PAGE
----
SPASH Juinors, Chandler Pallen and Alex Reynolds
SPASH Juinors, Chandler Pallen and Alex Reynolds (Donovan Menningen)

interview with SPASH Junior Alex Reynolds, when asked about these island communities he had this to say: “it’s like the same as other bodies of water, and that since they are so close to the shore, and have a much smaller land area they are at a much higher risk from rising sea levels.” It’s good to see more awareness of this issue in the interview. Alex brought up a good point that since they have so much less land mass and are completely surrounded by water, the sea levels rising will have a detrimental impact on these communities. 

The warming planet

The warming of the planet this year isn’t just speculation either, there are hard facts to show it. The NOAA’s October 2022 climate report shows some shocking statistics. The overall temperature of the Northern hemisphere, including ocean temperatures, is the second hottest on record. Only in 2015 were the temperatures hotter, and the difference is only 0.04 degrees Fahrenheit. However, The issue is much bigger than just the Northern hemisphere.

  “January to October was characterized by warmer-than-average conditions across much of North America, Europe, Asia, Northern and Southern Africa, Northern Oceania, and central and Eastern South America. Much of the Atlantic and Northern and Western Pacific oceans, and parts of the Eastern Indian Ocean, had warmer-than-average year-to-date temperatures. The January–October Northern Hemisphere land and ocean temperature ranked fourth warmest on record.” 

NOAA Temperature Data, October 2022
NOAA Temperature Data, October 2022 (https://www.ncdc.noaa.gov/sotc/global/202210)

This data from NOAA shows that it’s not just the Northern hemisphere that is warming up. Different places all around the world are experiencing hotter-than-average temperatures. This is not a mere coincidence.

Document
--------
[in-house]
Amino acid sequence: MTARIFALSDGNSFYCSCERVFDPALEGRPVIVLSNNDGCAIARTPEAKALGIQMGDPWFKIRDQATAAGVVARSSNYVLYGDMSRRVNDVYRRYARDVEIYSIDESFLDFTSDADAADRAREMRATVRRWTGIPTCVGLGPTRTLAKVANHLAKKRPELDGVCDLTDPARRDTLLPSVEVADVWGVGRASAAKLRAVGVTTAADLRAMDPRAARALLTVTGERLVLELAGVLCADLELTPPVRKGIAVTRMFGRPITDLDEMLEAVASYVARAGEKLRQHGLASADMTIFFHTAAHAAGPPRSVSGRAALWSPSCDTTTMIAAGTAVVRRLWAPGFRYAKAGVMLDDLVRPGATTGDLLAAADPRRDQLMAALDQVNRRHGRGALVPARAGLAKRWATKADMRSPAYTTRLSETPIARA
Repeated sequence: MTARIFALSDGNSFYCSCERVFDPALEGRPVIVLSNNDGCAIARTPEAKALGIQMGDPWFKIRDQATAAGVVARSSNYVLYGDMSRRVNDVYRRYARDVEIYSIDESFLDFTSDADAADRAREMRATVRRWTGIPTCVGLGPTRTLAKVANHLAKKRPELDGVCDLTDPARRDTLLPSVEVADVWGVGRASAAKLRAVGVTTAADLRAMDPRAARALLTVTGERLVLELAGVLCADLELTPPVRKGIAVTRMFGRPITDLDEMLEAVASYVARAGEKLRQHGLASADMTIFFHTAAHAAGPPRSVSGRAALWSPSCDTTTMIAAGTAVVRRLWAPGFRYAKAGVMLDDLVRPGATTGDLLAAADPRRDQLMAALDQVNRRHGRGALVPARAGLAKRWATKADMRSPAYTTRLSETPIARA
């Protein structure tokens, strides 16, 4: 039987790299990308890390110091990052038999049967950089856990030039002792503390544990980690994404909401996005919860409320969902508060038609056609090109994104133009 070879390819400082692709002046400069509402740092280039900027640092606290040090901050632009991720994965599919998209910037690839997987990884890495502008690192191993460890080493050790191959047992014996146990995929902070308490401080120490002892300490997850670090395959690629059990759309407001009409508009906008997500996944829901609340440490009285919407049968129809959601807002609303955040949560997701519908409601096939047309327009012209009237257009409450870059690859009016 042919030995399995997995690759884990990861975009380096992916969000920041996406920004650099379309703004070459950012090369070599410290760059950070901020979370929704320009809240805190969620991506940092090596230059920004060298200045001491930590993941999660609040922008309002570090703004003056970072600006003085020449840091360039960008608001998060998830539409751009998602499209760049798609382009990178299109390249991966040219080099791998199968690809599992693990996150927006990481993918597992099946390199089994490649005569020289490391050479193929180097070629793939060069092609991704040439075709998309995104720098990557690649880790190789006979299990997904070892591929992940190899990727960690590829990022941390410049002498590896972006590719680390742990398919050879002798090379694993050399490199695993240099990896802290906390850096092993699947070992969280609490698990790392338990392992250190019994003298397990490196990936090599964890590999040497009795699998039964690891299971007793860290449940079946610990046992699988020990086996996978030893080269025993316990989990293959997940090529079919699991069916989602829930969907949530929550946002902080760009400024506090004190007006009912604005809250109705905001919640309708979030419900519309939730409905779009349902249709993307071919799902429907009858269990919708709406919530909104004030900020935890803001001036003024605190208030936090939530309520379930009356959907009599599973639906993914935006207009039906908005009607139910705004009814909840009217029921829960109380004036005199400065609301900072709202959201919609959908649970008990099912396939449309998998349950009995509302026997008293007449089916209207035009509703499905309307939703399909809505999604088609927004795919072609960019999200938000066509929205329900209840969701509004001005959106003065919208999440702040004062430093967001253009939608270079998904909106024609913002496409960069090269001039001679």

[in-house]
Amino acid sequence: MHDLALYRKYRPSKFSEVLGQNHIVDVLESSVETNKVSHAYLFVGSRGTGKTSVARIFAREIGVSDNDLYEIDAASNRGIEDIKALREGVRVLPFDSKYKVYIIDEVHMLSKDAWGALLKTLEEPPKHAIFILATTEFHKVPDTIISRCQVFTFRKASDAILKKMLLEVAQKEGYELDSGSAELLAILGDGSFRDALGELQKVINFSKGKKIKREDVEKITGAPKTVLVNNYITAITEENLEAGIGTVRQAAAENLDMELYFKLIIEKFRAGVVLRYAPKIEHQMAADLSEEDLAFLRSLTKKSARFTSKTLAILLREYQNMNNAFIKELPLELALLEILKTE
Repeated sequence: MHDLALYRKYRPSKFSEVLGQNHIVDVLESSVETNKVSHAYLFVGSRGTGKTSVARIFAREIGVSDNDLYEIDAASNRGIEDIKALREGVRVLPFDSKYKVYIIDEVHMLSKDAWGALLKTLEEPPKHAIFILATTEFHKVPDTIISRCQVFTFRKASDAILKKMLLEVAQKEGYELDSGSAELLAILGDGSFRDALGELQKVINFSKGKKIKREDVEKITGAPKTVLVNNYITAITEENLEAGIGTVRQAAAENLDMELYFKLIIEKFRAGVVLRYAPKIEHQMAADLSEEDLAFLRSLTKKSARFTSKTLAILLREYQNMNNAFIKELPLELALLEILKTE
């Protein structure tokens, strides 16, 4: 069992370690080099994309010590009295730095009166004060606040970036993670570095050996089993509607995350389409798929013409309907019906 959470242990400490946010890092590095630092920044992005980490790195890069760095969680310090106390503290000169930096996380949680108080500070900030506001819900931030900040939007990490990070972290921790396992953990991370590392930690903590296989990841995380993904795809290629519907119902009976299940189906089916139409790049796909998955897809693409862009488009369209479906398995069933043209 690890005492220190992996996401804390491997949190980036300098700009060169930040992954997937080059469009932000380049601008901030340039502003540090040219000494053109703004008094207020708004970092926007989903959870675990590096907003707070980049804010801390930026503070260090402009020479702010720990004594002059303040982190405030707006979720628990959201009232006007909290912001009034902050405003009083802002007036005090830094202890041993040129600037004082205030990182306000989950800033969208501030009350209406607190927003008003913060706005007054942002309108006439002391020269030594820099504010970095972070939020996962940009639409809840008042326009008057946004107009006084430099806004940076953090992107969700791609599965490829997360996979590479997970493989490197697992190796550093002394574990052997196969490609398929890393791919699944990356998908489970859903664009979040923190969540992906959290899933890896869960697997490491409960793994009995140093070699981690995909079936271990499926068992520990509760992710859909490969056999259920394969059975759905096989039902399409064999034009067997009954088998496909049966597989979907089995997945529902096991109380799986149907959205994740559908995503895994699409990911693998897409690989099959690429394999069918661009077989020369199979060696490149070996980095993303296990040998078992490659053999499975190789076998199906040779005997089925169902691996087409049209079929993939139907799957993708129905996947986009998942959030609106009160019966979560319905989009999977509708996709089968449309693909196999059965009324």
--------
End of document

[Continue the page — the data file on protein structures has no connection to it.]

Benefits of climate change

In another light, there are benefits to climate change. “The chief benefits of global warming include fewer winter deaths; lower energy costs; better agricultural yields; probably fewer droughts; maybe richer biodiversity.” From the article Why Climate Change is Good for the World – Spectator from May 2013. So, the many advantages to climate change seem like very good things but as time continues go on the advantages will be outweighed by the intensity. It is concerning the uncertainty of  “maybe” and “probably” and it indicates it’s not a very sound claim. “Both Britain and Greece see mortality rates rise by 18 percent each winter. Especially cold winters cause a rise in heart failures far greater than the rise in deaths during heatwaves.” The winters getting less cold seems to only benefit those two places instead of benefiting the whole world. 

Plants need CO2

In addition to the claimed benefits of climate change, our carbon dioxide levels are benefiting our ecosystem. “The greatest benefit from climate change comes not from temperature change but from carbon dioxide itself. It is not pollution, but the raw material from which plants make carbohydrates and thence proteins and fats.” “As it is an extremely rare trace gas in the air — less than 0.04 percent of the air on average — plants struggle to absorb enough of it.” The co2 might be better for the plants but for our atmosphere, not so much. Co2 heats and breaks down our atmosphere thus creating climate change. “The latest IPCC report is admirably frank about this, reporting ‘no significant observed trends in global tropical cyclone frequency over the past century … lack of evidence and thus low confidence regarding the sign of trend in the magnitude and/or frequency offloads on a global scale.” This means that just because it hasn’t happened yet doesn’t mean that our actions will eventually affect our planet drastically. 

In conclusion, numerous reports and statistics collected by experts around the world clearly show an increase in the intensity of climate change in 2022. Island communities are being devastated, the great lakes region is facing major droughts, and October 2022 was the second warmest ever recorded. While climate change has become much more severe, there is still hope. We can come back from this through conservation and a collective goal for everyone to do what they can for the environment, whether that be recycling more, composting, putting up solar panels, or even investing in an electric car. It’s up to all of us to help curb the climate crisis and create change for a better future.